Moderate terrain and short distance make this a relatively easy loop that would be accessible to adults and kids alike.
The Lumpy Ridge TH offers ample parking as well as toilet facilities.
Begin this run by following the Gem Lake Trail
from the Lumpy Ridge TH. Initially the trail is flat but it quickly transitions into a moderate ascent. This is a very well traveled and maintained portion of trail, but water bars and occasional switchbacks may pose a challenge for some. As you climb, the views of Estes Park and the surrounding mountains only get better. In fall, groves of aspen turn bright orange, yellow and red along this portion of trail.
About a half a mile from the TH, the trail will split. Gem Lake Trail
continues to the right while the Twin Gem Trail
bears left - turn left here.
The Twin Gem Trail
descends to the west, all the while offering magnificent views of the more than 1-billion year old Lumpy Ridge rock formations. As you descend, you'll end up directly below the Twin Owls - a pair or granite towers that rise distinctively from the surrounding formations. At this point, look for the Lumpy Ridge Trail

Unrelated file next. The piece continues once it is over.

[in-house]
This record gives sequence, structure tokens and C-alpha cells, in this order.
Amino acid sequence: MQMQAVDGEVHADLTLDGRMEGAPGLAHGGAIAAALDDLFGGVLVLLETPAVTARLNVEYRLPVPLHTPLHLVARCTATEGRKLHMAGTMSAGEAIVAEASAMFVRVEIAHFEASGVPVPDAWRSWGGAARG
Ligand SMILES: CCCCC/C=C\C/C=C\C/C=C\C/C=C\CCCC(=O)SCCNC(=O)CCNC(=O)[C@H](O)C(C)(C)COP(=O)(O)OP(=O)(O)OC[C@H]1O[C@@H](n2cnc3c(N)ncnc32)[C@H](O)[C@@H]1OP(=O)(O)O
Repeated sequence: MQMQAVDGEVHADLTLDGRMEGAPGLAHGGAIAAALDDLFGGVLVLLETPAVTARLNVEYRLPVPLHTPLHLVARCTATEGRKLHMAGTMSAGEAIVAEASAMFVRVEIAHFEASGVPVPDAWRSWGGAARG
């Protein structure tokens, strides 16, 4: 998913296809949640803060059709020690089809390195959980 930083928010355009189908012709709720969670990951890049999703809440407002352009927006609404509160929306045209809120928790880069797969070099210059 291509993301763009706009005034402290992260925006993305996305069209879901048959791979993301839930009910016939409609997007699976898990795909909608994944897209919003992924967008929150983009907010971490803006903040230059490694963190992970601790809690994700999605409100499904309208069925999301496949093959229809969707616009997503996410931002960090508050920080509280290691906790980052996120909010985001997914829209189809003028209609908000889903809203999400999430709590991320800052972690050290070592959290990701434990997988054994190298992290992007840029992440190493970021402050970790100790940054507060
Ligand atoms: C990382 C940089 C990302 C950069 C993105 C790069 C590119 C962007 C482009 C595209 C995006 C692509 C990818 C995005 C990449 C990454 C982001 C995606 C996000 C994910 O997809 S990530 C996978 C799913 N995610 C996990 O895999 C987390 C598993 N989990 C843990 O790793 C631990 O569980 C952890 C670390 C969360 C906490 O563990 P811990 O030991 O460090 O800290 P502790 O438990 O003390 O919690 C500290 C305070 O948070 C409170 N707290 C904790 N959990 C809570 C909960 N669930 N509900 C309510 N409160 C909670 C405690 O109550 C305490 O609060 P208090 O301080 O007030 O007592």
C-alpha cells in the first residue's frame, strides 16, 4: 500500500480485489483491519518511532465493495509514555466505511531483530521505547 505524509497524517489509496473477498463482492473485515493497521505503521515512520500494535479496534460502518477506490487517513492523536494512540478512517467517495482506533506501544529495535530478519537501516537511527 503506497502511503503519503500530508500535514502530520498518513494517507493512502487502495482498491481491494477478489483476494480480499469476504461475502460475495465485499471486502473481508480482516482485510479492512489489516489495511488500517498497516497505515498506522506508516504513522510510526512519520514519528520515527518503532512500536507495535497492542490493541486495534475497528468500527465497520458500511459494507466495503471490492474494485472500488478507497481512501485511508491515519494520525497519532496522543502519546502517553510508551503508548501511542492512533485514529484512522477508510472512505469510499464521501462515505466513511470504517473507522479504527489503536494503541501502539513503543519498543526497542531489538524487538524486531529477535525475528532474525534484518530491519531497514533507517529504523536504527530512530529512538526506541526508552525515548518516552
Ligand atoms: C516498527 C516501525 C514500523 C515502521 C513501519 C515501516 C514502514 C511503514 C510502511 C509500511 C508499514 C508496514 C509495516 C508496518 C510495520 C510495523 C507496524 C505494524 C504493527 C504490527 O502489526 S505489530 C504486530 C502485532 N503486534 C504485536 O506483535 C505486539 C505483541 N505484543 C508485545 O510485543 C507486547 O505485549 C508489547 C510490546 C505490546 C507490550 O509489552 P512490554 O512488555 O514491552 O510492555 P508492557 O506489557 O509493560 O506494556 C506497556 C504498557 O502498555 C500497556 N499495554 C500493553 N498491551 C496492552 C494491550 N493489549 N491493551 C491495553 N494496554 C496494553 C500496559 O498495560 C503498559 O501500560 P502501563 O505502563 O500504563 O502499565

to branch off to the left (south).
Follow the mostly flat Lumpy Ridge Trail
through gradually thickening pine forest. You'll emerge back at the Lumpy Ridge TH fairly soon after starting down this trail.
This run leads through groves of aspen as well as coniferous trees. Keep your eyes trained on the sky and canopy in the hopes of spotting some of the beautiful avian life present in this area. In 2000, Rocky Mountain National Park was designated as a Global Important Bird Area. This designation recognizes the vital role of the park in the perpetuation of bird species.